Lukashenko Scolds Ex-Soviet Partners for Not Wholeheartedly Supporting Russia, Belarus

( – Belarusian President Alexander Lukashenko on Monday reprimanded members of a military alliance comprising six former Soviet republics for not being sufficiently supportive of Russia and Belarus in the face of unprecedented Western pressure in response to the invasion of Ukraine.

He also took members of the Collective Security Treaty Organization (CSTO) to task for not coordinating their voting in multilateral forums, likely alluding to the fact not all had voted to support Russia in three key votes at the U.N. General Assembly this spring.

Lukashenko was speaking at a summit in Moscow of the Russia-led CSTO, a grouping whose other four members are Armenia, Kazakhstan, Kyrgyzstan, and Tajikistan.

“Is it possible to claim today that the members of this organization are really united and bound by ties of solidarity and support as before?” he asked. “Recent events suggest probably not.”

“The concepts of unity and solidarity are not always enough, given the brutal, rabid sanctions pressure by the consolidated West,” Lukashenko told the other leaders. “Unfortunately, this is clear from the voting in international organizations.”


He did not elaborate, but two U.N. General Assembly resolutions critical of Russia’s invasion passed by large margins on March 2 and March 24, and in a third vote on April 7 the assembly suspended Russia’s membership at the Human Rights Council.

In the two March votes, Belarus and Russia opposed the measure while their four CSTO partners abstained. In the April vote on HRC membership, Kazakhstan, Kyrgyzstan, and Tajikistan joined Russia and Belarus in voting no, while Armenia did not vote.

In response to the invasion of Ukraine, Russia and Belarus – widely viewed as an enabler of Putin’s war – have also come under pressure in a number of other international bodies, including the Council of Europe and the International Olympic Committee.

Lukashenko suggested CSTO members had not been openly supportive of his country and Russia.

“With the tacit agreement of our partners, Belarus and Russia are being vilified and expelled from international organizations against all laws of international life, just on a Western whim,” he said.

He conceded that CSTO members had found themselves facing pressure too, but said that “but this is where collective, mutual support is so helpful. We may not exist tomorrow if we do not unite as soon as possible, if we do not strengthen our political, economic and military ties.”

“Our enemies and detractors are systematically degrading our strongholds and allied ties, and we ourselves are partially helping the West in this regard,” Lukashenko said. “I am sure that if we had acted as a united front right off the bat the hellish, as they say, sanctions would be out of question.”

‘A time of repartitioning the world’

Lukashenko offered proposals to tighten collaboration among the six CSTO members, including a unified response to “a new wave of NATO expansion” and what he called a “fake news and disinformation” war being waged by the West.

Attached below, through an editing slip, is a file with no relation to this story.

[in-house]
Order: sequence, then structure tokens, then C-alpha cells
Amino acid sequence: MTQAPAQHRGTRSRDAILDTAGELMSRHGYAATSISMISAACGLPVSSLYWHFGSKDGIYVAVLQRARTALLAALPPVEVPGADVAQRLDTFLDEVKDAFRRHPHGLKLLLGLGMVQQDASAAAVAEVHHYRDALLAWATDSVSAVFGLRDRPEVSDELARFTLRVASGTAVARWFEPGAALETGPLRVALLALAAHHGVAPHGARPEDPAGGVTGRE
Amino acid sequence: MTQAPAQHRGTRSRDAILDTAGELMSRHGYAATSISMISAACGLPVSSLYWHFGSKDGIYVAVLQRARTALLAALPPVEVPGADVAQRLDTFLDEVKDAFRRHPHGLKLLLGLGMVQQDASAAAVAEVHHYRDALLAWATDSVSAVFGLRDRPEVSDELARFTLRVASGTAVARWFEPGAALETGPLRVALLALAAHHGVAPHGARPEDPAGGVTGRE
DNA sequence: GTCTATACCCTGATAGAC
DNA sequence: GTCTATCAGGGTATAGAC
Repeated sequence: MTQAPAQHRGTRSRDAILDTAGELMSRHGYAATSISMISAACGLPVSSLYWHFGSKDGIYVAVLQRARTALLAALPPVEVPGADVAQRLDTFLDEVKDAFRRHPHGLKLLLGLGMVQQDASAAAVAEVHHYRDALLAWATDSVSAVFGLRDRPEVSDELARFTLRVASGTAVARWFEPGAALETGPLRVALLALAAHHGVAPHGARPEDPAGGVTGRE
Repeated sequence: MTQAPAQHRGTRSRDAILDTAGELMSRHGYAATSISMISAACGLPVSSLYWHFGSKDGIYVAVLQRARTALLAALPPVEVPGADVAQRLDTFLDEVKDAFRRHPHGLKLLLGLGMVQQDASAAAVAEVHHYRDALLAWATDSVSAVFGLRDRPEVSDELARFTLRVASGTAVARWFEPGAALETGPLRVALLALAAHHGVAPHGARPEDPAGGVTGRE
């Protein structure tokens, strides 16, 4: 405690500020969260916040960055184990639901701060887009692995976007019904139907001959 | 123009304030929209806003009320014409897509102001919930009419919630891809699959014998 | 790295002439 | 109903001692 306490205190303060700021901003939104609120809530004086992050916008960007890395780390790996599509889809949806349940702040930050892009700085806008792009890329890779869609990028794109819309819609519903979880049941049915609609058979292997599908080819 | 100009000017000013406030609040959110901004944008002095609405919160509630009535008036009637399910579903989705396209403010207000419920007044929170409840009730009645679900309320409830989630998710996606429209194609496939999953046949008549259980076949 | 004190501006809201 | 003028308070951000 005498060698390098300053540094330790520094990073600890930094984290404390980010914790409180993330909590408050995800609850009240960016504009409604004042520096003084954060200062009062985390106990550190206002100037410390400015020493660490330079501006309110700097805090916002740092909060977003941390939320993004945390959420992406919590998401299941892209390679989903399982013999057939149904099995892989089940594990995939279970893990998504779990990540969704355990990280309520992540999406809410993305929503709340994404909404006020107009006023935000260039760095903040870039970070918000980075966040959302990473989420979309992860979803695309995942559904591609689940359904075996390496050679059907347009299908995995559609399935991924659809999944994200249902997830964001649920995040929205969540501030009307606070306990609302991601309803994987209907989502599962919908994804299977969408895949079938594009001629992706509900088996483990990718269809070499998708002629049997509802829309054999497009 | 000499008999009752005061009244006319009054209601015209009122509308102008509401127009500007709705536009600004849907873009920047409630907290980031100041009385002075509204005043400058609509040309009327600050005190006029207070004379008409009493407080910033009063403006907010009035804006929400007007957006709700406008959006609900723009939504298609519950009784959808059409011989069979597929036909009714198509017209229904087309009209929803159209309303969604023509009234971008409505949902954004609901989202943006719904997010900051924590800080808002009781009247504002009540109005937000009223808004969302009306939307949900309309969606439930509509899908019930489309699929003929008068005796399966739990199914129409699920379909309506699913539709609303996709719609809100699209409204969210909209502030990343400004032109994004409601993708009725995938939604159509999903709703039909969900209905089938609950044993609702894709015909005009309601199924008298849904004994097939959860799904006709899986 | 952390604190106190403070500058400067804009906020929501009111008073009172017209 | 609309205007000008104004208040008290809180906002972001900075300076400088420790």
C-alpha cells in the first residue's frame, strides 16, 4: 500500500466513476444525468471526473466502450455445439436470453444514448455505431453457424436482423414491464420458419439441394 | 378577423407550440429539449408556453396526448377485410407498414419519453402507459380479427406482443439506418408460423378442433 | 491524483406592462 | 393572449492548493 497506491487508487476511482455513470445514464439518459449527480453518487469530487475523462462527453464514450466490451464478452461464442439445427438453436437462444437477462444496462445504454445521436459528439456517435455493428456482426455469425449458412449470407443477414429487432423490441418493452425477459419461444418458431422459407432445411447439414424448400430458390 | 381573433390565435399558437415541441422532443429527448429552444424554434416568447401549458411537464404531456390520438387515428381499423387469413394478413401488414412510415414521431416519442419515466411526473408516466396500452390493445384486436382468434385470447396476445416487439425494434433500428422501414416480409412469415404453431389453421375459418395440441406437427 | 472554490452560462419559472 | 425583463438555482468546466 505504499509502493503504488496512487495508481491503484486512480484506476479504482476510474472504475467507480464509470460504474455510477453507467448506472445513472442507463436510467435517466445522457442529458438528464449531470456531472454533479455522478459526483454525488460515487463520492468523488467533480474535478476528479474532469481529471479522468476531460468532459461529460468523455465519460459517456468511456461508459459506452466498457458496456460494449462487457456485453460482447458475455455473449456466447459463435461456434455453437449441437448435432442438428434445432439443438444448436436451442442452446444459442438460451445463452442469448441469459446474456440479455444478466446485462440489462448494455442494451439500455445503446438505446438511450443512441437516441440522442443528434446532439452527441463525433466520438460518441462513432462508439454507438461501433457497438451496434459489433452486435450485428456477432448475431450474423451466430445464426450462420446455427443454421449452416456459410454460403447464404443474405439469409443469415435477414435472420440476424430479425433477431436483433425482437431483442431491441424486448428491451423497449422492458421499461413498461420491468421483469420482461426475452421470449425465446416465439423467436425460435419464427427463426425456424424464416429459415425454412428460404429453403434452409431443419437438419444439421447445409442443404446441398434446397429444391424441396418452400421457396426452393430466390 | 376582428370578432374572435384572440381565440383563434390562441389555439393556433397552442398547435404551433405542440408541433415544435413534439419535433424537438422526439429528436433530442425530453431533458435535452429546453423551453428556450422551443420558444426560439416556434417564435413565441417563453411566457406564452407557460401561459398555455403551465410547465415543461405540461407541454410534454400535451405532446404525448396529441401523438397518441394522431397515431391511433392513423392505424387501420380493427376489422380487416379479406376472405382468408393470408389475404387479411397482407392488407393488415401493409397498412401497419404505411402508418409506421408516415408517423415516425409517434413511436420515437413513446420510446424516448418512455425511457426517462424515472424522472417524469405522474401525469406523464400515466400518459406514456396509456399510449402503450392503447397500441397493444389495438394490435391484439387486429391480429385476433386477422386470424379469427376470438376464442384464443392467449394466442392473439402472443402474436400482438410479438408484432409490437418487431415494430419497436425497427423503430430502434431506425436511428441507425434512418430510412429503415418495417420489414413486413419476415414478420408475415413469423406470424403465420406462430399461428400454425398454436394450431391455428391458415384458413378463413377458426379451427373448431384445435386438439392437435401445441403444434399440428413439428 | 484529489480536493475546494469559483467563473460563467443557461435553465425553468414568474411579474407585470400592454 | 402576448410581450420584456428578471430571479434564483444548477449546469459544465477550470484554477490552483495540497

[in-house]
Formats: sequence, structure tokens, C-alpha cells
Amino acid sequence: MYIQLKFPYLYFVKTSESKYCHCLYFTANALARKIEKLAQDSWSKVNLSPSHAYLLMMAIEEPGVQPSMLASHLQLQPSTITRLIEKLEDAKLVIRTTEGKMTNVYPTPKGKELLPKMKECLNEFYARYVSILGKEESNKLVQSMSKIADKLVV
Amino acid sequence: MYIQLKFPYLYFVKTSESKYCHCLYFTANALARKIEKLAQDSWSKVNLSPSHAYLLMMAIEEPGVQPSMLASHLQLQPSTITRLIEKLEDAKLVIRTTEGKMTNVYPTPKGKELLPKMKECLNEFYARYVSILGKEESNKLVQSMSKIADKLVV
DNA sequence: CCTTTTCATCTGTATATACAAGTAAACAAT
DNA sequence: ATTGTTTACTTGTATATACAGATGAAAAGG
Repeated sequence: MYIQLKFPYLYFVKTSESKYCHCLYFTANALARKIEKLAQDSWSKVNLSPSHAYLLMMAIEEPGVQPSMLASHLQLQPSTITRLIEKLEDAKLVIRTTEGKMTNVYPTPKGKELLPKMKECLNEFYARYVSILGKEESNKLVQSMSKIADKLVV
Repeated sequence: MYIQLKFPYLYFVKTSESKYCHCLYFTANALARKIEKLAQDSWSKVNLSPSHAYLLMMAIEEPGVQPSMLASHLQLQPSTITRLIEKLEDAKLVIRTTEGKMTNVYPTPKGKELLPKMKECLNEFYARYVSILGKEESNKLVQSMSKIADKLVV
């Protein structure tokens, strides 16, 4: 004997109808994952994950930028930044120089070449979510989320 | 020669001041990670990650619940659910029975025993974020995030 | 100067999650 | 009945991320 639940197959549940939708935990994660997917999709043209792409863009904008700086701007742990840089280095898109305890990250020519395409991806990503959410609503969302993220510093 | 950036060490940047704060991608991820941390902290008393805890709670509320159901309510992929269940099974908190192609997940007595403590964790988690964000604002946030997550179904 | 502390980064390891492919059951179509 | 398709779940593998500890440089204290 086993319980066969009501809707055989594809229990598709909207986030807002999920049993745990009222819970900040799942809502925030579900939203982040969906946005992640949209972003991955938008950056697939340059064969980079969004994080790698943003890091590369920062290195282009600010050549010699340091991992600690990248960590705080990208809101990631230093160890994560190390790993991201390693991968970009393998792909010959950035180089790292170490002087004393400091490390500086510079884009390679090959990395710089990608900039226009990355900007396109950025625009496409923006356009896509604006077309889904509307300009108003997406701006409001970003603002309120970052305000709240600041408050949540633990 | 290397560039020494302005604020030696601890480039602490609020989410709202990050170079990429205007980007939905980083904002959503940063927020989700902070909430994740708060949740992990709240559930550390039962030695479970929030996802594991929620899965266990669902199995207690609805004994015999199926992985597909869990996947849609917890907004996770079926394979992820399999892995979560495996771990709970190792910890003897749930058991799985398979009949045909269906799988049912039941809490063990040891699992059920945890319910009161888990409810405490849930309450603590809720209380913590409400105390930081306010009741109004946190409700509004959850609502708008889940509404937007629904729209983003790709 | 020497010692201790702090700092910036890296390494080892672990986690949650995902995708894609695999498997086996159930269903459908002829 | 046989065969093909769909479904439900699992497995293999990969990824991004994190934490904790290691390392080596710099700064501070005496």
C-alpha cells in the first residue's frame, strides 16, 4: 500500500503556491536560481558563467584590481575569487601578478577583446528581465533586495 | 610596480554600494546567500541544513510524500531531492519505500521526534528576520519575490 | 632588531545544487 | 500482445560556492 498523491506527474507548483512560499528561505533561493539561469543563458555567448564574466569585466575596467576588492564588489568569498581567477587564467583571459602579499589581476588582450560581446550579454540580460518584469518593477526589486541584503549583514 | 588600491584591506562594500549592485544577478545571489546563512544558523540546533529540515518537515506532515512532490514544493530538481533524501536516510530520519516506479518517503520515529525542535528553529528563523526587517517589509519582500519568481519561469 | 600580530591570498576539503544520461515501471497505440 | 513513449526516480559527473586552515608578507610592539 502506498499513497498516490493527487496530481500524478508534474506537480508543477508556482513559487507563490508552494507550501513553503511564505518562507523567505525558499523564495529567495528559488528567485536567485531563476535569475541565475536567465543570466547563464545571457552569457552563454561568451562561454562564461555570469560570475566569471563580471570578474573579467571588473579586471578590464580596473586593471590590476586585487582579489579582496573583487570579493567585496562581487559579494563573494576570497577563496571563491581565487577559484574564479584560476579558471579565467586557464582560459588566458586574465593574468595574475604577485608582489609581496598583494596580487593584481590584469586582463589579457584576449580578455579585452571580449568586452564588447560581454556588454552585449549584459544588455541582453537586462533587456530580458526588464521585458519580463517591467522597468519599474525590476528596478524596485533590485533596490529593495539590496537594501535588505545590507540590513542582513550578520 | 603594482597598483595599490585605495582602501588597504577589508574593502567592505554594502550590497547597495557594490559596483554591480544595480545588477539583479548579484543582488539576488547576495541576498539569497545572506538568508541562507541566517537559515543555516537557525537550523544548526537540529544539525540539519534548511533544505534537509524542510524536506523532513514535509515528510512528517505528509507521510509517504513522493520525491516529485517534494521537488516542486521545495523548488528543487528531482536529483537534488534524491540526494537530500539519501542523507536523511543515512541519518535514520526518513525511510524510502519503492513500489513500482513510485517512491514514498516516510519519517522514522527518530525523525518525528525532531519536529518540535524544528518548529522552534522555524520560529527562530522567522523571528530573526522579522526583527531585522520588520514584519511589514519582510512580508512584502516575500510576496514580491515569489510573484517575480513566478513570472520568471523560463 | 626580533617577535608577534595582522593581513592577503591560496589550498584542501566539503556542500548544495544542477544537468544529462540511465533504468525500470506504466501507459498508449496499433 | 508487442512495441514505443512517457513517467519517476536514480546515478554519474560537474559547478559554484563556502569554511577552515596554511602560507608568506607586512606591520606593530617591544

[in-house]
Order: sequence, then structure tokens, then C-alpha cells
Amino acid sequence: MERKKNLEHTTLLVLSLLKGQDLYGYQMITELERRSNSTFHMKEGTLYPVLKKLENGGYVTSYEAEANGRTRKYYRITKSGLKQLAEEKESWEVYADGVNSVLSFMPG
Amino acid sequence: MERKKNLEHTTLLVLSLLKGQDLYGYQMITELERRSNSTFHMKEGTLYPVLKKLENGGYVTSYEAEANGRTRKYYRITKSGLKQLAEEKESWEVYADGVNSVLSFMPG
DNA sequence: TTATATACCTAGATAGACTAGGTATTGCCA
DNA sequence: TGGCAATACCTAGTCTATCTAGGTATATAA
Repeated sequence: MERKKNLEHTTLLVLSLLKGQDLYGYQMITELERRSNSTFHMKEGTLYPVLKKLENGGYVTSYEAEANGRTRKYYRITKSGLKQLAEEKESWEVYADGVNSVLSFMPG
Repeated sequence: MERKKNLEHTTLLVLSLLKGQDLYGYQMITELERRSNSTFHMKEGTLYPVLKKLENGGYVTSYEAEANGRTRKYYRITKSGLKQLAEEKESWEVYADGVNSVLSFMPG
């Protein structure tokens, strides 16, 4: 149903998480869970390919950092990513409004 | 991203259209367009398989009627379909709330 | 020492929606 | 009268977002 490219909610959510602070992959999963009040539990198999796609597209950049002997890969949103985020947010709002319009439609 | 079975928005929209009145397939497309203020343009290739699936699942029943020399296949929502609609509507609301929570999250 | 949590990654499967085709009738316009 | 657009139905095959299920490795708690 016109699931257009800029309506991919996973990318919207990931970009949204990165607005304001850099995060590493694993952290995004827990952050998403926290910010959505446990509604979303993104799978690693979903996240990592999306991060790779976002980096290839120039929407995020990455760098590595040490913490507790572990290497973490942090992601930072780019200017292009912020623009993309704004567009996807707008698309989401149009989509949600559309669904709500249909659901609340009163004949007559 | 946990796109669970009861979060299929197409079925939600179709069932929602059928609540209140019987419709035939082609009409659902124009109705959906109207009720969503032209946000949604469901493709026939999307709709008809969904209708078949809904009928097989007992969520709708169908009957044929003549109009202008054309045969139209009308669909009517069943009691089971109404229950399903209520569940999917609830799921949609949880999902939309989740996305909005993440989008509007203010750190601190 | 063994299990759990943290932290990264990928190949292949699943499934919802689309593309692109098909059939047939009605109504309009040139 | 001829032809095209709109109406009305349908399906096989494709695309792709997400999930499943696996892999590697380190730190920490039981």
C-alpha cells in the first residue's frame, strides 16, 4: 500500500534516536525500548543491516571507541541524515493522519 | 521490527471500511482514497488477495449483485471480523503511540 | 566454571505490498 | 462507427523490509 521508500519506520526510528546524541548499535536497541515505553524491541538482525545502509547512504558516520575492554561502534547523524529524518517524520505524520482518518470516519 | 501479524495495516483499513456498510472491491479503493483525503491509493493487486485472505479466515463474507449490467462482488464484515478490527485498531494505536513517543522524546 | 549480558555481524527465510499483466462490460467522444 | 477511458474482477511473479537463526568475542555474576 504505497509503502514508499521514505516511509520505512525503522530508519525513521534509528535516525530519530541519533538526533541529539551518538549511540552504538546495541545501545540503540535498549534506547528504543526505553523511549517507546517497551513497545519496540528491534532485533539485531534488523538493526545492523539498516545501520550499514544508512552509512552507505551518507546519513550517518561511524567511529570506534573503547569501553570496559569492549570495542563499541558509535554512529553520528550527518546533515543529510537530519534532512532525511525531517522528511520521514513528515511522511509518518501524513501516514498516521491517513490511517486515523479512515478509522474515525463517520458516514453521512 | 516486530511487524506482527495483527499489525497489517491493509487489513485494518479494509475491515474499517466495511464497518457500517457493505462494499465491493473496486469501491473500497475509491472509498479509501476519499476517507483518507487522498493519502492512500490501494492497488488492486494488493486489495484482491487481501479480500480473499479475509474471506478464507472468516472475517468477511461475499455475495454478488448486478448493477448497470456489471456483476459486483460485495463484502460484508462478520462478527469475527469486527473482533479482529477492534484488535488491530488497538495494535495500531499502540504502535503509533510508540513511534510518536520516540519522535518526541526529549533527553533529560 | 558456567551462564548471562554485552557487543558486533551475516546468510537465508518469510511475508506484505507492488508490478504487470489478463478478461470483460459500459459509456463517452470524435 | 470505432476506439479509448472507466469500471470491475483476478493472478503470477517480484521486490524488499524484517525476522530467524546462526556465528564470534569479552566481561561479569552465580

If CSTO members were divided, he said, “we will simply be crushed and torn apart.”

He characterized the meeting as taking place at a momentous time in history, “a time of repartitioning the world,” with the “collective West” fiercely fighting to hold on to the receding unipolar system.

“Everyone understands that the historical era that existed before is ending, and there will be no return to the previous international order,” he declared.

Lukashenko was first among the six presidents to speak in the open portion of the summit. Apart from Putin, the others kept their remarks brief and general, although Armenian President Nikol Pashinyan voiced support for Lukashenko’s comments on the absence of “synchronized” voting by CSTO members in multilateral forums.

In his statement, Putin repeated his well-aired views on “Nazis” in Ukraine and accusations of U.S.-funded biological warfare facilities, where he alleged that “possible methods and mechanisms were worked out to destabilize the epidemiological situation in the post-Soviet space.”

He accused the U.S. of using NATO as a “foreign policy tool,” and said that while Russia did not view the prospective admission of Finland and Sweden as a “direct threat,” any expansion of NATO “military infrastructure to these territories will certainly evoke a response on our part.”

Putin also said that the CSTO would work to provide collective armed forces with modern weaponry, enhance interoperability, “and more effectively coordinate the joint actions of our military agencies and secret services.”

Last January the CSTO for the first time in its 30-year history invoked the mutual defense provisions in its founding charter, in response to large-scale rioting sparked by energy price hikes in Kazakhstan.

At the request of Kazakhstan’s president, the other five members deployed around 2,500 troops for a week-long “peacekeeping mission.”


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